Let the religious among us be skeptics of what can happen when we embrace our role in society. In the meantime, when we step into these things, we will see today’s skeptics give their hearts to Jesus when they finally see the Gospel alive with their very own eyes.

Categories
hmm... thoughts illustrations

Wanted: Dream Chasers

Photo by Laura Burlton via Flickr (Creative Commons)

My favorite story in the Bible, hands down, is that of Joseph. I’ve read Genesis 37-50 about 100 times. It never gets old!

From the first reading of the story until today, I’ve always wanted to be like Joseph. Dream on, dreamer!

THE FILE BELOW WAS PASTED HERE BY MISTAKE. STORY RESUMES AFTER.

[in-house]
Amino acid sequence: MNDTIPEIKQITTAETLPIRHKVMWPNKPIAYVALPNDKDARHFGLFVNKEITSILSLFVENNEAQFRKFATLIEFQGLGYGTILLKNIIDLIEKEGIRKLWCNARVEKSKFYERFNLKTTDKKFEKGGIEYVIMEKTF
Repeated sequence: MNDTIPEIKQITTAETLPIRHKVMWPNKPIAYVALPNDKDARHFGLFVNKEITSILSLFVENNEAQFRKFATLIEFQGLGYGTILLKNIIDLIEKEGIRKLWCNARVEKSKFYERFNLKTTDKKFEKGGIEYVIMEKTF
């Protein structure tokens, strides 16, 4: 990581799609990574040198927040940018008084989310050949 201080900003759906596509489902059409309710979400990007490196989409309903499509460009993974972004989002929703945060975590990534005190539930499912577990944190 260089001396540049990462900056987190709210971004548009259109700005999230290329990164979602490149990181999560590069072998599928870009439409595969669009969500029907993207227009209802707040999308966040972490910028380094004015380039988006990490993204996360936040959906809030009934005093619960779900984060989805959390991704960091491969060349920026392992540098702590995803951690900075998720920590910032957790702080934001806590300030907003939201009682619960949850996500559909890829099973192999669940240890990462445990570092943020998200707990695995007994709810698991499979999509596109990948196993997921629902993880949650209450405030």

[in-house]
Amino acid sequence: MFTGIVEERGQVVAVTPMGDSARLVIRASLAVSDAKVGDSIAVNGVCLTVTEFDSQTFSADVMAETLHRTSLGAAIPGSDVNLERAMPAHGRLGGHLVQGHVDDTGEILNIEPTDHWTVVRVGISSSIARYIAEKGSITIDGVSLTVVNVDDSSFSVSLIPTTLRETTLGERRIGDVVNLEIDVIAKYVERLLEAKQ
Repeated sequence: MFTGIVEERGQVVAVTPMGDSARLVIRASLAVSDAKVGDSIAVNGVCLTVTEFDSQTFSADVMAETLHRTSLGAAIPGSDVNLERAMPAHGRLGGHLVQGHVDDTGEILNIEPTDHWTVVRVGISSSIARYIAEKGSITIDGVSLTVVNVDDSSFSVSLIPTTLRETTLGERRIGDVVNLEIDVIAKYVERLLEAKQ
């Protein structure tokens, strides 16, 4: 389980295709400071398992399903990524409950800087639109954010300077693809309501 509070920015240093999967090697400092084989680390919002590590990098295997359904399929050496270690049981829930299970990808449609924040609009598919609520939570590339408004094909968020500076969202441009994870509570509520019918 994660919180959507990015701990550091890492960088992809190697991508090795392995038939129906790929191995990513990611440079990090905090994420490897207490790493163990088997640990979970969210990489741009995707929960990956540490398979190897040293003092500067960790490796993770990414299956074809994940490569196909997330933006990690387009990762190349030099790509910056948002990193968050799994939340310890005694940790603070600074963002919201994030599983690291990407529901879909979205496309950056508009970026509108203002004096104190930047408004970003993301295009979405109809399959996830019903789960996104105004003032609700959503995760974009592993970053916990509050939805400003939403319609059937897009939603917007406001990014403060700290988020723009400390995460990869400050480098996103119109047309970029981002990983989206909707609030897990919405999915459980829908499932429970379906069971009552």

Take it from this dreamer… dreams do come true.

May God grant you the opportunity to chase dreams like I’ve been fortunate to chase dreams.

Just once in your life… it’s my prayer that you wake up in a cold sweat with an idea that won’t let you go. And you realize that in order to shake the dream, you need to chase it. So, not knowing how else to get rid of it, you set out to fulfill it.

Maybe that dream takes a day or a week or a month? (Like building a treehouse for your kids or running in a 5k or recording a song.)

Or maybe that dream takes years until you see real progress?

Both timeframes bear the same satisfaction.

Here’s my encouragement today:

Just chase. Be a dreamer. Get after it. Geek out on it. Own it to the point where people call you Joseph. Invest yourself to the point that your friends mock you like they mocked Noah. Enjoy the satisfaction of getting fired for dreaming too much.